Semantic segmentation can be viewed as a task of pixel-wise classification, which assigns a specific pre-defined category to each pixel in an image. The task has many potential applications in autonomous driving or image editing and so on. Although many works [11, 6, 9] have made great progress in the accuracy of image semantic segmentation tasks, their network size, inference speed, computation and memory cost limit their practical applications. Therefore, it’s essential to develop the light-weighted, efficient and real-time methods for semantic segmentation.
and Caffe, including ICNet, CGNet , ERFNet , SegNet , ENet  and LEDNet .
Among these properties, light-weight could be the most essential one, because using a smaller scale network can lead to faster speed and more efficient in computation or memory cost easier. A less learnable network parameter means that the network has less redundancy and network structure makes its parameters more effective. Practically, a smaller model size is more favorable for cellphone apps. Designing blocks with proper factorized convolution to construct an effective light-weighted network could be a more scalable way and could be easier to balance among accuracy, network size, speed, and efficiency. In this way, many works [12, 19, 15, 17, 10] achieve promising results and show their potential for many potential applications. But those works [15, 17] do not balance factorized convolution and long-range features in a proper way.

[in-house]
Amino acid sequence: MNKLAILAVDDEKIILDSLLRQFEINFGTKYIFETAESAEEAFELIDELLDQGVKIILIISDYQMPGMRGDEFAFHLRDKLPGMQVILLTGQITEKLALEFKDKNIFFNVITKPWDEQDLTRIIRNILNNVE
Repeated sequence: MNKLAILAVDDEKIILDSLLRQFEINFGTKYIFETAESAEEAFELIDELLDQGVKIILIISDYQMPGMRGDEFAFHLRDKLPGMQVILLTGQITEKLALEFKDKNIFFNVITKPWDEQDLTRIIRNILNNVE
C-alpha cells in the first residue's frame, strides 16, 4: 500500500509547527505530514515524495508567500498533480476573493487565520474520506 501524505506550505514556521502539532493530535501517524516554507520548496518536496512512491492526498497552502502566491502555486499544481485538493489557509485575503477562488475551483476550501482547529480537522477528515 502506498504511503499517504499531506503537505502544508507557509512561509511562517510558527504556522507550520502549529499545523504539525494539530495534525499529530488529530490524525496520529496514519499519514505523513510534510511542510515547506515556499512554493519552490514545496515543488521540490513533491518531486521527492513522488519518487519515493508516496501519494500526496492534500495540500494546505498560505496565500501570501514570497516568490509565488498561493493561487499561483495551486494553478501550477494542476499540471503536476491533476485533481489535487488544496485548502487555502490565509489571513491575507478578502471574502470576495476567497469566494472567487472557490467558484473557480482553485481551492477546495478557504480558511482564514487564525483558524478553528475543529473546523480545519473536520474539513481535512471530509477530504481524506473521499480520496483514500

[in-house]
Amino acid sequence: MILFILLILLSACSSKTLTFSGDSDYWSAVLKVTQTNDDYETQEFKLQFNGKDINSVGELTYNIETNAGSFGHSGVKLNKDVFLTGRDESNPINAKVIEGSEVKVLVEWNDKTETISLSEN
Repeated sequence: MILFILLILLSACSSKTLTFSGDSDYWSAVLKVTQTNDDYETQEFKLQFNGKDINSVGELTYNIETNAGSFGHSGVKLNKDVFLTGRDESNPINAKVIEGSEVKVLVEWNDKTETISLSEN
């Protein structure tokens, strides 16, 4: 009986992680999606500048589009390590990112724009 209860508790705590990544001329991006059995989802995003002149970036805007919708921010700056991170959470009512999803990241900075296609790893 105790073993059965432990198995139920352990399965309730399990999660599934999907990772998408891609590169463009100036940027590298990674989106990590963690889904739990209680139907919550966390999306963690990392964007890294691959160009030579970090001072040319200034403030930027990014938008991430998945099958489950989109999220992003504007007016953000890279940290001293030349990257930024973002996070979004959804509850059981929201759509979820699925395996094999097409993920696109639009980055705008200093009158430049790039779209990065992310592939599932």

The recent study 
shows the powerful potential of attention mechanism in computer vision. Non-local methods are employed to model long-range dependencies in semantic segmentation. However, modeling relationships between every position could be rather heavy in computation and memory cost. Some works try to develop factorized  or reduced 
non-local methods to make it more efficient. Since efficient non-local or positional attention is not developed enough for light-weighted and efficient semantic segmentation, our approach tries to develop a powerful reduced non-local method to model long-range dependencies and global feature selection efficiently.
In our work, we develop a light-weighted factorized convolution block (FCB) (Fig. 4) to build a feature extraction network (encoder), which deals with long-range and short-range features with proper factorized convolution respectively, and we proposed a powerful reduced non-local module with regional singular vectors to model long-range dependencies and global feature selection for the features from encoder to enhance the segmentation results. Contributions are summarized as follows: